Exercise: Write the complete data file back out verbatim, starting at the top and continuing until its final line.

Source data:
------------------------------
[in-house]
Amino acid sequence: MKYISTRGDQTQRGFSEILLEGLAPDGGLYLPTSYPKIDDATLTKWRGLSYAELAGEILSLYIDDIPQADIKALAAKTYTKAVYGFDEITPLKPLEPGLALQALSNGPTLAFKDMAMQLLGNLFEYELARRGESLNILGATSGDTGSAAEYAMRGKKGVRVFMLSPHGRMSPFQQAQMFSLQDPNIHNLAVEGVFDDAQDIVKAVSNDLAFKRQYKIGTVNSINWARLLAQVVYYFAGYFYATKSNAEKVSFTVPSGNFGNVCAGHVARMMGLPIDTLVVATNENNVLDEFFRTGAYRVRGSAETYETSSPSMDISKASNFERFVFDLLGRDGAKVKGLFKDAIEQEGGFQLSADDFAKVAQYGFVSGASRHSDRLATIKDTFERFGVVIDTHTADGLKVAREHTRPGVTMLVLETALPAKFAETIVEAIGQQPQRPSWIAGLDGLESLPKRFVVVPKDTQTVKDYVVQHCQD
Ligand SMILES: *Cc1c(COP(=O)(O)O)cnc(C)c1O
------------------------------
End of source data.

[in-house]
Amino acid sequence: MKYISTRGDQTQRGFSEILLEGLAPDGGLYLPTSYPKIDDATLTKWRGLSYAELAGEILSLYIDDIPQADIKALAAKTYTKAVYGFDEITPLKPLEPGLALQALSNGPTLAFKDMAMQLLGNLFEYELARRGESLNILGATSGDTGSAAEYAMRGKKGVRVFMLSPHGRMSPFQQAQMFSLQDPNIHNLAVEGVFDDAQDIVKAVSNDLAFKRQYKIGTVNSINWARLLAQVVYYFAGYFYATKSNAEKVSFTVPSGNFGNVCAGHVARMMGLPIDTLVVATNENNVLDEFFRTGAYRVRGSAETYETSSPSMDISKASNFERFVFDLLGRDGAKVKGLFKDAIEQEGGFQLSADDFAKVAQYGFVSGASRHSDRLATIKDTFERFGVVIDTHTADGLKVAREHTRPGVTMLVLETALPAKFAETIVEAIGQQPQRPSWIAGLDGLESLPKRFVVVPKDTQTVKDYVVQHCQD
Ligand SMILES: *Cc1c(COP(=O)(O)O)cnc(C)c1O